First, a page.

Democracy Remains Popular but People Worldwide are Questioning its Performance

  • 2024

Democracy is still the best form of governance for a clear majority across 43 countries around the world but many are becoming less convinced and the dominant public opinion is that they are not ruled by the will of people.

Further, while elections are considered mostly free and fair, trust in them is shattered (even in some of the most stable democracies).

These are some highlights by the new poll on democracy, conducted in 43 countries and representing around half of the world’s population.

Democracy may have its flaws, but it is the best system of governance for the majorly of the population around the world – so say 59% across 43 countries. Just 14% disagree with one in five neither agreeing nor disagreeing.


EU countries seem to agree the most that despite its flaws democracy is the best form of governance (71%). Those attitudes, however, are more prominent in the western parts of the Union (77%) than in the Eastern (60%). Non-EU European countries also favour democracy, yet not with the same confidence (57%). There are of course exceptions such as Kosovo, which is among those countries globally which are most confident in the democracy as a system.

Democracy seems to be favoured all around the world, however in regions as West Asia and East Asia and Latin America approval of democracy is not so prominent – around 50%, as in the Western parts of the world it reaches between 60% and 70% of the respondents’ answers.

The case of Russia is particularly interesting – where only 22% of the respondents agree that democracy is the best system of governance and 13% disagree; the remainer are either unsure (32%) or don’t know (34%).

Two of the basic preconditions for democracy are however at risk. A lesser share around the world agrees that their country is in fact ruled by the will of people (35%) with 40% disagreeing with the statement.

Results show that some of the countries and regions around the world, many of which are considered staples of democracy, seem to be most critical towards the way their country is ruled. In USA (25%), Canada (30%) and EU (32%) some of the smallest shares of agreement are registered with the statement “My country is ruled by the will of people”.  

In the run up to a Presidential election in Russia our survey reveals only 13% of the respondents agree that they are ruled by the will of the people.

In huge countries and regions like India (68%) some countries from Latin America (42%) and the Middle East (44%) people are much more prone to say the feel that their country is ruled by their will.

Similar are attitudes towards elections – 44% consider them to be fair and free, a third around the world however does not agree with such a statement.

Elections are considered most free and fair in India (66%), EU (especially the Western countries – around 68%, and less so in the eastern EU– 36%). Canada and USA also have relatively high shares of people trusting the elections to be fair and free – around a half of the respondents. In Africa, West Asia and Russia more people think that the elections are not free and fair than those who are confident that their elections actually represent people’s will.

Kancho Stoychev, president of GIA:

“There is no majority around the world believing that their country is not ruled by the will of the people, but less than half of the global citizens are convinced that the elections in their own country are free and fair – does this indicate a crisis of democracy? A crisis which according to our research is deepening in the last 25 years? This is a complex issue. In a world in which every voice is a media of its own and in which we witness a war on fake news, the perception of “rule of the people” and “free and fair” loses its contours. But the gap between people and elites is not only growing – it seems that it is becoming insurmountable. And radicalization is an obvious reaction in almost all over the political spectrum.”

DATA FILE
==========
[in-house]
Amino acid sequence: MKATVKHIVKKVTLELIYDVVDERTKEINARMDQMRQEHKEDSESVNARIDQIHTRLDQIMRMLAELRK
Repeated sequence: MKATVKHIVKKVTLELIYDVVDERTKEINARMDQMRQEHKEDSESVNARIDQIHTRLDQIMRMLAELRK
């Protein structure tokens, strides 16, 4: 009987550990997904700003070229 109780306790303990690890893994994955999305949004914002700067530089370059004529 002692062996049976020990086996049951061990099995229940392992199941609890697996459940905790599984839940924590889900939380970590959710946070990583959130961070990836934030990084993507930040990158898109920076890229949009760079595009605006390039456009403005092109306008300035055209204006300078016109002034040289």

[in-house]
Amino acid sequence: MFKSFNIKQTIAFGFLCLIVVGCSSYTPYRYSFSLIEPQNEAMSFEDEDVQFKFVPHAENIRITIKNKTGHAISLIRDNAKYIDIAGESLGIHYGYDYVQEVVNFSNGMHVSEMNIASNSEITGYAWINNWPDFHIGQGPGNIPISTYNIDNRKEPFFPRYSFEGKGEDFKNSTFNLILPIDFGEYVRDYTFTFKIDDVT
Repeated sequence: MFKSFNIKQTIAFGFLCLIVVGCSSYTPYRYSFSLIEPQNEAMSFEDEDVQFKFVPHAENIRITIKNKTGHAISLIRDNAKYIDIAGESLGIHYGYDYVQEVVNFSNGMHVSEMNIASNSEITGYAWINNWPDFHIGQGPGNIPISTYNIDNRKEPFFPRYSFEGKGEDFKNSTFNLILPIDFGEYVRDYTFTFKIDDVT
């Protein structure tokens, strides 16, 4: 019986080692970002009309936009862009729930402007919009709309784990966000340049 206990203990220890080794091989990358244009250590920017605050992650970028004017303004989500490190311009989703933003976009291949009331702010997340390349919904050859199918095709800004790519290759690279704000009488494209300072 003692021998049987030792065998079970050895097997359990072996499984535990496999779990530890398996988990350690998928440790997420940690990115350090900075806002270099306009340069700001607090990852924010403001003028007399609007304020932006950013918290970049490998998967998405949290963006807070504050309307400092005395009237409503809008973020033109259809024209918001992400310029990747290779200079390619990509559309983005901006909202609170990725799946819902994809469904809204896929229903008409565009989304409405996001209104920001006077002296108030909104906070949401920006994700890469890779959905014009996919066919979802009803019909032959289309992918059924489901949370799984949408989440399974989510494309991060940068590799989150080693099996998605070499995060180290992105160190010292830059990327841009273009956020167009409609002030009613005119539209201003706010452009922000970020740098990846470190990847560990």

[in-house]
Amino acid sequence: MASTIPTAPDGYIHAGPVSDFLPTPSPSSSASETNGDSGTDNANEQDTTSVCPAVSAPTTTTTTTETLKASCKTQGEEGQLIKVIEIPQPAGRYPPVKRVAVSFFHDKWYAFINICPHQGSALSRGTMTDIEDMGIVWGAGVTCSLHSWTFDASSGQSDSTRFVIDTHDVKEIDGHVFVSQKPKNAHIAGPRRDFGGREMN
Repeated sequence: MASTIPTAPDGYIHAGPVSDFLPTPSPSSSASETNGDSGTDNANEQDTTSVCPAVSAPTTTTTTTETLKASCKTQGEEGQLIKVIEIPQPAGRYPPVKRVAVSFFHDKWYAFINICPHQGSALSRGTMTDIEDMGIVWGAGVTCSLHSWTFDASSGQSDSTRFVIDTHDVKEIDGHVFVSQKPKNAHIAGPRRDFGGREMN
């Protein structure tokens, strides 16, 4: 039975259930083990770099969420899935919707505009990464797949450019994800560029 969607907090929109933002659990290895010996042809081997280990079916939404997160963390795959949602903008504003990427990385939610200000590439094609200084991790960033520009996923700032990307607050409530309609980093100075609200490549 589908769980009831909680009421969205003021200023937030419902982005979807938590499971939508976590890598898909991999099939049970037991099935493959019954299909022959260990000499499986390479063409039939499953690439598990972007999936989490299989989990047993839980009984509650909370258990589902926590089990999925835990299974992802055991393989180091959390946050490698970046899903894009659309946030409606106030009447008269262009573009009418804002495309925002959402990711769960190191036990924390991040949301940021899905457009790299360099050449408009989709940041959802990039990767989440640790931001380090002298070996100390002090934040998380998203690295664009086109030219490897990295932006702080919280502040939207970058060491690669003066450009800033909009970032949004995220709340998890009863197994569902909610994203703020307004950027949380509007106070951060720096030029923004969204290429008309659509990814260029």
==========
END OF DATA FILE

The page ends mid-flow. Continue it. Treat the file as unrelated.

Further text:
For more information

Kancho Stoychev (in Sofia), +359 88 8611025
Johnny Heald (in London), +44 7973 600308
Dr Munqith Dagher (in Baghdad) +962 7 9967 2229
Steven Kang (in Seoul) +82-2-3702-2550
Antonio Asencio Guillen (in Madrid) +34 608191334
Torbjörn Sjöström (in Stockholm) +46 8 128 196 71


The Gallup International End of Year Survey (EoY) is an annual tradition initiated by and designed under the chairmanship of Dr. George Gallup in 1977. The survey is conducted every year since then. This year it was carried out in 43 countries around the world.

Sample Size and Mode of Fieldwork

A total of 44 603 persons were interviewed globally. In each country a representative sample of around 1000 men and women was interviewed during October – December 2023 either face to face, via telephone or online.
The margin of error for the survey is between +3 – 5% at 95% confidence level.

About Gallup International

Gallup International Association (GIA) is the leading global independent association in market research and polling.

For more than 75 years Gallup International members have demonstrated their expert ability to conduct multi-country surveys on a comparable basis and deliver the highest quality. Our more than 100 members and partners are leading national institutes with a profound local knowledge of research methods and techniques, statistical sources, customs, and culture differences of its own country and carefully selected by the Association Board. With only one member agency per country, members work together daily to share knowledge, new research techniques and tools, as well as to provide the most appropriate solutions to international research projects and service our clients to the best of our abilities.